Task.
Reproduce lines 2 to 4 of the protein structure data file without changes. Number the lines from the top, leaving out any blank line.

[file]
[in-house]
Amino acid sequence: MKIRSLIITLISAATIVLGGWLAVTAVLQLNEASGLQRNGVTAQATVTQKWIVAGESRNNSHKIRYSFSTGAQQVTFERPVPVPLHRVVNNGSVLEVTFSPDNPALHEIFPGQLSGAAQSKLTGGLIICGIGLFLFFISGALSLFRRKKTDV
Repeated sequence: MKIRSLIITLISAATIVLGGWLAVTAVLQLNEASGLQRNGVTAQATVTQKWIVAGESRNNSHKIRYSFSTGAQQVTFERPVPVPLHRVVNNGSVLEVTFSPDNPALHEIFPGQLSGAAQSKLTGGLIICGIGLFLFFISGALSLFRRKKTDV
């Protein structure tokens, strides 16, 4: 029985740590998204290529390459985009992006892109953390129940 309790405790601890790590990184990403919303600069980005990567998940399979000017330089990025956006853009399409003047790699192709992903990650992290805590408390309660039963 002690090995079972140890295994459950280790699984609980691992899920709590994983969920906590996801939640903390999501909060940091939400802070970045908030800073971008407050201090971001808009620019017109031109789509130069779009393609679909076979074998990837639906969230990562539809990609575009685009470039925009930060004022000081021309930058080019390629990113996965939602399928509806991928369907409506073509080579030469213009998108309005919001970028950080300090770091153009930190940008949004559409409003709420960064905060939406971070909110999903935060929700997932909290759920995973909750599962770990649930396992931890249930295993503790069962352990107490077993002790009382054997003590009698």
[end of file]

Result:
Amino acid sequence: MKIRSLIITLISAATIVLGGWLAVTAVLQLNEASGLQRNGVTAQATVTQKWIVAGESRNNSHKIRYSFSTGAQQVTFERPVPVPLHRVVNNGSVLEVTFSPDNPALHEIFPGQLSGAAQSKLTGGLIICGIGLFLFFISGALSLFRRKKTDV
Repeated sequence: MKIRSLIITLISAATIVLGGWLAVTAVLQLNEASGLQRNGVTAQATVTQKWIVAGESRNNSHKIRYSFSTGAQQVTFERPVPVPLHRVVNNGSVLEVTFSPDNPALHEIFPGQLSGAAQSKLTGGLIICGIGLFLFFISGALSLFRRKKTDV
């Protein structure tokens, strides 16, 4: 029985740590998204290529390459985009992006892109953390129940 309790405790601890790590990184990403919303600069980005990567998940399979000017330089990025956006853009399409003047790699192709992903990650992290805590408390309660039963 002690090995079972140890295994459950280790699984609980691992899920709590994983969920906590996801939640903390999501909060940091939400802070970045908030800073971008407050201090971001808009620019017109031109789509130069779009393609679909076979074998990837639906969230990562539809990609575009685009470039925009930060004022000081021309930058080019390629990113996965939602399928509806991928369907409506073509080579030469213009998108309005919001970028950080300090770091153009930190940008949004559409409003709420960064905060939406971070909110999903935060929700997932909290759920995973909750599962770990649930396992931890249930295993503790069962352990107490077993002790009382054997003590009698």